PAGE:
It’s not you; It’s me.

I’ve hesitated to write anything that feels like a Holidailies wrap-up, because I sort of fizzled out of participation this year. While I laud Richard and JeniPurr for keeping the project and the community going, I just didn’t feel very connected to it this year, which is a shame, because it’s the decade of Holidailies writings that morphed into my book.

I don’t blame anyone but myself. I’m just feeling really hermit-ish this winter. I didn’t decorate my Christmas tree until I absolutely had to, and if I weren’t having guests – beloved guests – on Sunday, I’d be itching to take everything down, even though it’s not yet Epiphany.

I wrote a short story for a fan community I belong to, which seems silly, but I use it as a playground to stretch myself – write in different voices, experiment with with different points of view, different structures. It’s a good way to learn and grow without having to spend tons of time world-building.

But none of that has to do with the new year.

2015 was a challenging year for me. It’s the first year in which I’ve had hardly any paid gigs, but it’s also the first year in which I really focused on writing, so I think, in the end, it was a good year.

I mean, I published a book.
And I bought a guitar.
And made several new friends.
And made my marriage even stronger.

So, if I’m having issues with a favorite holiday project being unsatisfying this year, it’s all on me.
And actually, I’m okay with that.

Here’s to a new year. May it be full of wonder and joy.
And just a few surprises, to keep us all on our toes.

Holidailies 2015

Begin as You Mean to Go On

Red Cups

I don’t quite remember where I heard the phrase, the advice, really, “Begin as you mean to go on,” but I think it might be a paraphrase of something from Louisa Alcott’s Little Women. In any case, I decided last year that the way one begins a new year should set the tone for the whole year.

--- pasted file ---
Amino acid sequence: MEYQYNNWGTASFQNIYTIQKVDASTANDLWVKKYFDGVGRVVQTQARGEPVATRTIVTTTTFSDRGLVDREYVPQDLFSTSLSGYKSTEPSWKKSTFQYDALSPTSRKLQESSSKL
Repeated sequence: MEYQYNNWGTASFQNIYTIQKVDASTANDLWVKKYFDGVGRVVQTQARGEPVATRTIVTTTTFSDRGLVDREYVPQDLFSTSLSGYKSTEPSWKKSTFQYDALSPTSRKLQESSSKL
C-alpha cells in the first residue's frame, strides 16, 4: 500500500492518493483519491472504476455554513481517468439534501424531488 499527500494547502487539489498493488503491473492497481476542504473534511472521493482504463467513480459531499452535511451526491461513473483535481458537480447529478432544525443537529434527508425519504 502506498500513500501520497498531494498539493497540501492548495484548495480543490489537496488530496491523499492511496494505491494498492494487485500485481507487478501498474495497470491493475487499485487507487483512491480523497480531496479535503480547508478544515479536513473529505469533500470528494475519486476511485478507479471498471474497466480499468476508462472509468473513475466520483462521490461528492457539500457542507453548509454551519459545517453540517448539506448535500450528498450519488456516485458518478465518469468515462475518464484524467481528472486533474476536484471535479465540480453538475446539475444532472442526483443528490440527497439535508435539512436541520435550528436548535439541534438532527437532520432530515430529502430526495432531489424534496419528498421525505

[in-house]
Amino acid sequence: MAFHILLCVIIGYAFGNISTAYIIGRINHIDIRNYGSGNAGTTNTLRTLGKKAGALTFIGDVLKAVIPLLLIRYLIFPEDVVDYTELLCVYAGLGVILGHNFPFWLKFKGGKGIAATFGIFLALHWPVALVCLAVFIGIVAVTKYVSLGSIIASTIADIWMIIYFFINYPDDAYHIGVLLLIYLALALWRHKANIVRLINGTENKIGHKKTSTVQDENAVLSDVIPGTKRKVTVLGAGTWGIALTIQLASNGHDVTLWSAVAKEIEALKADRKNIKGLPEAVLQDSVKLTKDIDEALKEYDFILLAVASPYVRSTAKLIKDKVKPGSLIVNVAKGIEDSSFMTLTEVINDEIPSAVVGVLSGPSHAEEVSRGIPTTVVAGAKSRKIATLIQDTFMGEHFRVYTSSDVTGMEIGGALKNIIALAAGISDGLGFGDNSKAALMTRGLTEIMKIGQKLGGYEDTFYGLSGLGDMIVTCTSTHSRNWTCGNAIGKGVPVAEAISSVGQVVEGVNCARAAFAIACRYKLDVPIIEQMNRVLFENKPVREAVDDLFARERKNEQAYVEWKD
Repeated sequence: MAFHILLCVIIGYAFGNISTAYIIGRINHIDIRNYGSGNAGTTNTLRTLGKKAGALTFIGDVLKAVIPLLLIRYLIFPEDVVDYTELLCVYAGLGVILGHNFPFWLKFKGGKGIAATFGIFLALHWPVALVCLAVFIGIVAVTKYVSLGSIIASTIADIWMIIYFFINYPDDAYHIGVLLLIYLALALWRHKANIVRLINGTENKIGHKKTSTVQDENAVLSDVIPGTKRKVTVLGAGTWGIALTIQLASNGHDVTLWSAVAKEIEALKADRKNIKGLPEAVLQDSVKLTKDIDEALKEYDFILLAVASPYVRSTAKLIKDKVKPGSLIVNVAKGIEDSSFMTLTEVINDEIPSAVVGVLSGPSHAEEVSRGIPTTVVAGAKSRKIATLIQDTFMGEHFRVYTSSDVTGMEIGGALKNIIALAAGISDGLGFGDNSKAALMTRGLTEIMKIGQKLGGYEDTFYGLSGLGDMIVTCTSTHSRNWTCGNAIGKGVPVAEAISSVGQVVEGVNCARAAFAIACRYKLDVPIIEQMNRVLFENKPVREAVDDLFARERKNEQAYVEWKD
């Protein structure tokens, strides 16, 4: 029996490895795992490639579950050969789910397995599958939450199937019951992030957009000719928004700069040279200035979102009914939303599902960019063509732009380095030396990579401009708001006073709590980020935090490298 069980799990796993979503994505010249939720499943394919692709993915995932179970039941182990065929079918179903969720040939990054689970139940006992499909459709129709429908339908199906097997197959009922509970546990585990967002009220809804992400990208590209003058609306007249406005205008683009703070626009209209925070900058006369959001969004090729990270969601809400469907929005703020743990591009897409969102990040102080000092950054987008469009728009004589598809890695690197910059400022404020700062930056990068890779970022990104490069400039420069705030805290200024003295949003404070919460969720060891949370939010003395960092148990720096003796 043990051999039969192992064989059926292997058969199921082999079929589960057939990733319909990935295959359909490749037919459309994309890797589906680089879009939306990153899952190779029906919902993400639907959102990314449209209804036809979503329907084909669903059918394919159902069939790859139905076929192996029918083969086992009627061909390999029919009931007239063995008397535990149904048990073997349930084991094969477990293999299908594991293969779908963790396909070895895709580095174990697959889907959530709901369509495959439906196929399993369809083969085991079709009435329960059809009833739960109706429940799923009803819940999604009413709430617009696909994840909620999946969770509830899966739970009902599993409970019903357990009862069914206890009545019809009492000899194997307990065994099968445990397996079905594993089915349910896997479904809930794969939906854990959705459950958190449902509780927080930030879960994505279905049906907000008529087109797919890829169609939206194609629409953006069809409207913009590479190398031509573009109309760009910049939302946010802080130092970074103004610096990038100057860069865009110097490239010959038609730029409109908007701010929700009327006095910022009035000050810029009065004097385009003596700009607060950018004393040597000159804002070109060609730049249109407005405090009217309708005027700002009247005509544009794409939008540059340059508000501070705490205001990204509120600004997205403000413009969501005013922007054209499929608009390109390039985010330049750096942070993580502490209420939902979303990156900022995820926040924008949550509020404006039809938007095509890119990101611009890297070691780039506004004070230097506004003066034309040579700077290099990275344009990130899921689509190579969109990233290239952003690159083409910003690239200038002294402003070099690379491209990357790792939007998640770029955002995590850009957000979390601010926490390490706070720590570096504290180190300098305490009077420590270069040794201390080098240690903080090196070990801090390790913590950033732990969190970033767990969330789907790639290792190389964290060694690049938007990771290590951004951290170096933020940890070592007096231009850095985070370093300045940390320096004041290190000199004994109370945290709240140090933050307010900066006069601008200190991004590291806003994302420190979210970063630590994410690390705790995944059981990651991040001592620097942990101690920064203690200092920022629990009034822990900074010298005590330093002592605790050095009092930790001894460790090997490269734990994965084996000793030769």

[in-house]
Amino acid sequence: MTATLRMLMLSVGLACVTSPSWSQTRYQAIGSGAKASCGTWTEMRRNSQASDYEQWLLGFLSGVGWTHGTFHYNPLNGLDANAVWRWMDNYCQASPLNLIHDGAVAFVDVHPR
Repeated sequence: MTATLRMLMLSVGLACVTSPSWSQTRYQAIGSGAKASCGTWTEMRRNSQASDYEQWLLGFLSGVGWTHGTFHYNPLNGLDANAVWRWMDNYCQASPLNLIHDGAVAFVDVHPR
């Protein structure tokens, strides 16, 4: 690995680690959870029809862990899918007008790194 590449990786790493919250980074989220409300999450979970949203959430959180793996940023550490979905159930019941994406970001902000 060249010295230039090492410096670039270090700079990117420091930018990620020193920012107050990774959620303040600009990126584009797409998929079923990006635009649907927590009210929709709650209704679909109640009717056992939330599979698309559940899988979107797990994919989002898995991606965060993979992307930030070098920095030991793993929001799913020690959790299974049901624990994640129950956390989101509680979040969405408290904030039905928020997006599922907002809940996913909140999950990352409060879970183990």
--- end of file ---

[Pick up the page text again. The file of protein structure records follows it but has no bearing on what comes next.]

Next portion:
Last year, as the calendar page turned, I was finishing a story, but it was the all-day celebration – music and laughter, friends and phone calls, that really set the tone.

This year, I rang in the New Year from Texas with the population of Newfoundland, because I was still so tired from traveling back from Mexico the night before. This morning, I woke to a sore back, but with a happy disposition, nevertheless.

I cooked and baked, shared some new recipes and some old, had friends at my table to share brunch, and played board games with some of them until late in the evening. I cuddled dogs and enjoyed the heat of my fire (though we’re now out of fire logs) and now we’re curled up in front of the television watching season 2 of Call the Midwife on Netflix (I’ve seen it all, but Fuzzy got hooked on it while we watched it with Mom over Christmas), and waiting for a quiche to finish baking for a late supper.

While we watch television, I’ll be finishing chapter one of a new story, and all-in-all, I think that’s a good way to start a year. Writing and coffee, friends and family, dogs and delicious food, laughter and fun and quiet time – all in balance. All in harmony.

What more could one want?

Holidailies 2014

Photo Credit: Alexandr Kornienko /

Half-way Out of the Dark